A majority of South Koreans (53 percent) also believed the proposed summit announcement marks a change in North Korea’s attitude. The numbers stand in stark contrast to Korea Gallup polling conducted shortly after Kim Jong-un’s New Year’s address this past January when the leader called for a peaceful resolution of tensions with South Korea. At that time, 65 percent of South Koreans responded that the speech did not reflect a change in North Korea’s attitude.

The substantial difference in reaction between the two different events underlies the significance of the summit announcements for the South Korean public. The last inter-Korean summit was more than ten years ago, with then-South Korean President Roh Moon-hyun and Kim Jong-un’s father Kim Jong-il. A sitting U.S. president has never met with a North Korean leader.

South Korean poll respondents also expressed more optimism about North Korea’s denuclearization compared to poll numbers in January, though a majority of South Koreans still believe that North Korea will never give up its nuclear program.

Although the poll numbers indicate increased optimism, South Koreans still remain deeply skeptical of their northern counterpart. According to Realmeter, 64 percent of polled South Koreans do not trust North Korea despite the talks offer, while 32 percent of South Koreans do trust North Korea. The numbers reflect South Korean awareness and familiarity with North Korean diplomatic tactics. Prior inter-Korean talks in the 2000s under the “Sunshine Policy” were later criticized for the substantial amounts of money South Korea provided to the North during that time, and the current lack of South Korean trust despite increased optimism reflects this recent history.

Having lived under the North Korean threat for decades, South Koreans are very familiar with the deadly provocations and broken promises of the past. The upcoming summits are undoubtedly meaningful, but like many throughout the global community, South Koreans are cautiously optimistic of what developments the talks will bring.

Juni Kim is the Program Manager and Executive Assistant at the Korea Economic Institute of America (KEI). The views expressed here are the author’s alone. 

Photo from zuk0’s photostream on flickr Creative Commons.

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How are South Korean Voters reacting to Newly Created Political Parties?

By Juni Kim

On February 13th, South Korean lawmakers from both the center-left People’s Party and the center-right Bareun Party finalized their merger and launched the new Bareun Mirae Party, which translates literally to the Righteous Future Party. National Assemblyman Yoo Seong-min, one of the new party heads and former Bareun Party presidential candidate, boldly declared, “We will become a party that competes with the incompetent ruling party, and the center-right reformist party that replaces the Liberty Korea Party.” The Bareun Future leadership hopes that the new party’s creation will be a watershed moment in South Korean politics, which has long been dominated by a two-party system and political regionalism.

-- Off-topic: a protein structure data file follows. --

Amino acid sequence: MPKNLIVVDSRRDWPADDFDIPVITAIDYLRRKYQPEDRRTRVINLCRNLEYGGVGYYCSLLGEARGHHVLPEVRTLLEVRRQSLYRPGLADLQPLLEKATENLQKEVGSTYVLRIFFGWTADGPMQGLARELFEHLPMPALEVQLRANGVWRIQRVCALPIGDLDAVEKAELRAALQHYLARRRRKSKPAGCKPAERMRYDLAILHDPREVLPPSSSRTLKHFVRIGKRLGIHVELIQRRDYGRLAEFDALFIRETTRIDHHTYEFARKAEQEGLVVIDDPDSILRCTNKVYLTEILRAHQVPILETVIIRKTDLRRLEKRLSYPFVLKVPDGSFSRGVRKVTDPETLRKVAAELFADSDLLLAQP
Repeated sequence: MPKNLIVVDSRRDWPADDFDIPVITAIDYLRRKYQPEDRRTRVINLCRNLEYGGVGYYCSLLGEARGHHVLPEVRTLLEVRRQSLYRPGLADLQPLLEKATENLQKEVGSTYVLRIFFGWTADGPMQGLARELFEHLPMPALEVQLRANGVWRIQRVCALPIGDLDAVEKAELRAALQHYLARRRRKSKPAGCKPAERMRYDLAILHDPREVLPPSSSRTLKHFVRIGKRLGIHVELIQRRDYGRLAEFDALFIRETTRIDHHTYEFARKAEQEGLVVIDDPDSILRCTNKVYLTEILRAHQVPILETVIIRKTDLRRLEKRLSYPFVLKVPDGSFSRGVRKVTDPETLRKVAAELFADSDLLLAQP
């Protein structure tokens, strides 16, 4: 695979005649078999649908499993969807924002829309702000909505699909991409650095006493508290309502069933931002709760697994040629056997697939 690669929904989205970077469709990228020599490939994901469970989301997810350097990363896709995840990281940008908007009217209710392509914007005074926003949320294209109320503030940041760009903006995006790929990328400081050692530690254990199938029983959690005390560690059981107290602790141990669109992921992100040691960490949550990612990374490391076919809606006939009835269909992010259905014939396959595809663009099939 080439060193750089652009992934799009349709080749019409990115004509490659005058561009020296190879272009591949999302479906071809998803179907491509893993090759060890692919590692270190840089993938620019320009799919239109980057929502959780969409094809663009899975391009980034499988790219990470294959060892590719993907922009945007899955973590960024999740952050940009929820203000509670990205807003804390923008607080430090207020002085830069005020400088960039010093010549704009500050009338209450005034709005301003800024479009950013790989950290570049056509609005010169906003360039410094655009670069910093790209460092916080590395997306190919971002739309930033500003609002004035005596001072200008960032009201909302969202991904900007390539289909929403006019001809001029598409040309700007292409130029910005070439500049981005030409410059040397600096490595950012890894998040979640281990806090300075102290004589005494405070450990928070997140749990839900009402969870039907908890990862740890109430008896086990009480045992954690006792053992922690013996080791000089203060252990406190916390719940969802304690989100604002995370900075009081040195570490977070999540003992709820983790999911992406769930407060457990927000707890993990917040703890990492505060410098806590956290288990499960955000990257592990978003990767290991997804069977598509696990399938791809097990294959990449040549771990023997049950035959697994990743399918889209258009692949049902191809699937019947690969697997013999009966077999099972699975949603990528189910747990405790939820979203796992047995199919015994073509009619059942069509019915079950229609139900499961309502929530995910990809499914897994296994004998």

Although the merger now makes the Bareun Future Party the third largest political party in the National Assembly at 30 members, both originating parties faced their own internal struggles leading up to last month’s merger. Created in the wake of former President Park Geun-hye’s scandal, the Bareun Party struggled to retain its ranks as many of its legislators defected back to the major conservative Liberty Korea Party (LKP) prior to the merger. The party lost its parliamentary negotiating bloc status, which requires 20 legislators, last November when nine of its members left. By the time of the party merger, the Bareun party’s legislative members only numbered in the single digits.

Fractured interests and leadership struggles in the People’s Party also provoked 14 legislators to defect from their party prior to the merger and form the Party for Democracy and Peace (PDP). The PDP is currently seeking to form its own negotiating bloc with the progressive Justice Party, which has the requisite six additional members needed to meet the minimum requirement.

Any expected boost from the merger has yet to materialize in higher approval ratings. In the weeks following the merger, approval ratings for the Bareun Future Party are similar to the Bareun Party’s numbers and slightly better than the People’s Party’s ratings before the merger. In the most recent Korea Gallup polls, the Bareun Future Party had a 6% approval rating, while the most recent Realmeter poll had the party’s approval rating at 8.4%. In comparison, the Bareun Party’s approval rating before the merger mostly fluctuated in the high-single digits while the People’s party in the mid-single digits.

The PDP has had a more difficult time in finding its foothold since its own inception. For the past two weeks, Korea Gallup polls have the party’s approval rating at 1%. The most recent Realmeter numbers have the party at a slightly rosier 2.6%.

As the above chart shows, approval rating struggles are a common challenge for all parties besides the ruling Democratic Party, which is the party of South Korean President Moon Jae-in. Despite maintaining significantly higher approval ratings, the Democratic Party currently does not hold a legislative majority and minor parties like the newly created Bareun Future Party and PDP can still play pivotal roles in the National Assembly agenda.